February 4, 2022 | NEWS | By April Kwan | Photo by Eric Ingram
For the upcoming 2022 election, the hot-topic issue of recreational marijuana is already fighting for a spot on the ballot. Despite the legalization of recreational marijuana in Colorado in 2012 with Amendment 64, the city of Colorado Springs has only allowed marijuana sales for medical purposes. Now, a local group is petitioning to add a question to the ballot regarding recreational sales.
One of the main points of consideration that recreational marijuana advocates note is the additional tax revenue for the government. The petition states that legalizing recreational marijuana in Colorado Springs could increase tax revenue by $10 to $15 million annually, an advantage that other communities with legalized recreational marijuana already enjoy.
The petition argues on the basis of keeping money in the Colorado Springs community via taxes instead of having consumers travel elsewhere to contribute to other cities’ tax revenues. This economic stance focuses on catering to the conservative majority in Colorado Springs, with the hopes that economic gain for the community could help raise support for legalizing recreational marijuana.
The petition also cites that other communities that have legalized recreational marijuana, like Manitou Springs and Pueblo, have been better able to fund public resources like re-paving roads and fire department equipment. The petition offers various ways to spend the newfound tax revenue; it states opportunities to improve mental health and veteran resources, along with allocating more money toward public safety needs.
This petition needs at least 30,000 valid signatures to reach its goal of putting the issue of recreational marijuana on the 2022 ballot. From there, it must gain enough supporters in Colorado Springs for it to be passed in the upcoming election.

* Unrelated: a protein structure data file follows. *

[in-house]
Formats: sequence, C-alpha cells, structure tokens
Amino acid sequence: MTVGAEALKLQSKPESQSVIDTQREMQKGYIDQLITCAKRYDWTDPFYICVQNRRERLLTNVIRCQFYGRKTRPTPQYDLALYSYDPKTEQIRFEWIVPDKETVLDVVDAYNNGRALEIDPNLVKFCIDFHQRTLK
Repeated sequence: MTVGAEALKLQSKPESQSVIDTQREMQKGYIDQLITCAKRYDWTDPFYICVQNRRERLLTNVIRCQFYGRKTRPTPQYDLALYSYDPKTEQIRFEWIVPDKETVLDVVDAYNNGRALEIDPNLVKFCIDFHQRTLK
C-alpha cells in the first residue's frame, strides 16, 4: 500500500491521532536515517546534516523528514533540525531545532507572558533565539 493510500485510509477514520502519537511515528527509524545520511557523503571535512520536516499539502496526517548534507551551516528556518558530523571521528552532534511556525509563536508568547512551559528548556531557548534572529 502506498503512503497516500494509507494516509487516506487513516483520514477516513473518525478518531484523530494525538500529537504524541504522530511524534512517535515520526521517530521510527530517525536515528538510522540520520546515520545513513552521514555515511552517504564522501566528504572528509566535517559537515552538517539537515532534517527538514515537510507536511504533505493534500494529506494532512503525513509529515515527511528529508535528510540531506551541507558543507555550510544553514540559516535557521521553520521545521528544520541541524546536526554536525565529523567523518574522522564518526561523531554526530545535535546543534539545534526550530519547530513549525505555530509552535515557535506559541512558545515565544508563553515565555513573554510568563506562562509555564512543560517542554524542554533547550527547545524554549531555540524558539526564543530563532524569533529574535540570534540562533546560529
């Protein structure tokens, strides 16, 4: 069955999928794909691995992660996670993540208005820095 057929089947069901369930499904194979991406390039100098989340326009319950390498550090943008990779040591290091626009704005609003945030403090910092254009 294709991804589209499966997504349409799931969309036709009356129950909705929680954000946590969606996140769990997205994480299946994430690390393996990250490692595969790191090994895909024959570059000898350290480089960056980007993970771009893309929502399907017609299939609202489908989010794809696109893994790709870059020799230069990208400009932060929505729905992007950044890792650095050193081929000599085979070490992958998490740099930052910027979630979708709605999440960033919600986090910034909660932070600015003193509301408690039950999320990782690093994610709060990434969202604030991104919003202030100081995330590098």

This initiative is run by an organization called Your Choice, under the social media hashtag #YourVoiceYourChoice. Their petition and organization website can be found here.
People who have outwardly opposed the legalization of recreational marijuana in Colorado Springs have voiced concerns about the potential for increased crime, specifically property crime. They posed increased access to marijuana as well as the potential for children and teenagers to become more familiar with the drug as drawbacks to legalizing recreational use.
The issue of legalizing recreational marijuana was originally proposed to be on the 2020 ballot but lacked support from Colorado Springs council members. They cited concerns about their ability to retain U.S. Space Command if they allowed recreational marijuana. Among advocates of legalization, there was not significant support either, because the 2020 proposal would have only allowed for 24 recreational marijuana dispensaries.
Within the conversations about allowing recreational marijuana, Colorado Springs Mayor John Suthers has long been a voice in opposition. He has stated that he would not support any efforts towards legalizing recreational marijuana.